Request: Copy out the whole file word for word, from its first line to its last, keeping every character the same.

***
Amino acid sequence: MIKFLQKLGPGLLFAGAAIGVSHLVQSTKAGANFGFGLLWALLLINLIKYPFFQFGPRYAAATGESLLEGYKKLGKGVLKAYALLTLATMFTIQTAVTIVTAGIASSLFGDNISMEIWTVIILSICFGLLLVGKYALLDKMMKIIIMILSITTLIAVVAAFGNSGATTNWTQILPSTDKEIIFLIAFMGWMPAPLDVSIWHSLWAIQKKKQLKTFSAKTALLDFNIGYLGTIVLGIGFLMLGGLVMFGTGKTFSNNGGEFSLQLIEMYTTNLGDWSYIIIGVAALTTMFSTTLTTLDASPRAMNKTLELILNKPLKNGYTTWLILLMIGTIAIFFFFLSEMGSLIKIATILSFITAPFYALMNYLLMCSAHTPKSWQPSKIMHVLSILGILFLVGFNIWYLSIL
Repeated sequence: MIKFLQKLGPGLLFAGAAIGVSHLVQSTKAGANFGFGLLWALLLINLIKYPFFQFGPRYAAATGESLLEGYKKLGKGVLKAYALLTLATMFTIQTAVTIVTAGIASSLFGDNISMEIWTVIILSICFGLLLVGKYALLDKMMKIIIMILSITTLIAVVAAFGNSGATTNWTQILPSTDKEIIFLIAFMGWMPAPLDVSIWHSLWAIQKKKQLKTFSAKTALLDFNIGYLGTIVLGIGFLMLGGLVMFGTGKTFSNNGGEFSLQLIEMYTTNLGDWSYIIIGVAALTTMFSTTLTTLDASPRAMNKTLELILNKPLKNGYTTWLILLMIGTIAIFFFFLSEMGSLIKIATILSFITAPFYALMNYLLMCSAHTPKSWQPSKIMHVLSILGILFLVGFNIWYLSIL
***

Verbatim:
Amino acid sequence: MIKFLQKLGPGLLFAGAAIGVSHLVQSTKAGANFGFGLLWALLLINLIKYPFFQFGPRYAAATGESLLEGYKKLGKGVLKAYALLTLATMFTIQTAVTIVTAGIASSLFGDNISMEIWTVIILSICFGLLLVGKYALLDKMMKIIIMILSITTLIAVVAAFGNSGATTNWTQILPSTDKEIIFLIAFMGWMPAPLDVSIWHSLWAIQKKKQLKTFSAKTALLDFNIGYLGTIVLGIGFLMLGGLVMFGTGKTFSNNGGEFSLQLIEMYTTNLGDWSYIIIGVAALTTMFSTTLTTLDASPRAMNKTLELILNKPLKNGYTTWLILLMIGTIAIFFFFLSEMGSLIKIATILSFITAPFYALMNYLLMCSAHTPKSWQPSKIMHVLSILGILFLVGFNIWYLSIL
Repeated sequence: MIKFLQKLGPGLLFAGAAIGVSHLVQSTKAGANFGFGLLWALLLINLIKYPFFQFGPRYAAATGESLLEGYKKLGKGVLKAYALLTLATMFTIQTAVTIVTAGIASSLFGDNISMEIWTVIILSICFGLLLVGKYALLDKMMKIIIMILSITTLIAVVAAFGNSGATTNWTQILPSTDKEIIFLIAFMGWMPAPLDVSIWHSLWAIQKKKQLKTFSAKTALLDFNIGYLGTIVLGIGFLMLGGLVMFGTGKTFSNNGGEFSLQLIEMYTTNLGDWSYIIIGVAALTTMFSTTLTTLDASPRAMNKTLELILNKPLKNGYTTWLILLMIGTIAIFFFFLSEMGSLIKIATILSFITAPFYALMNYLLMCSAHTPKSWQPSKIMHVLSILGILFLVGFNIWYLSIL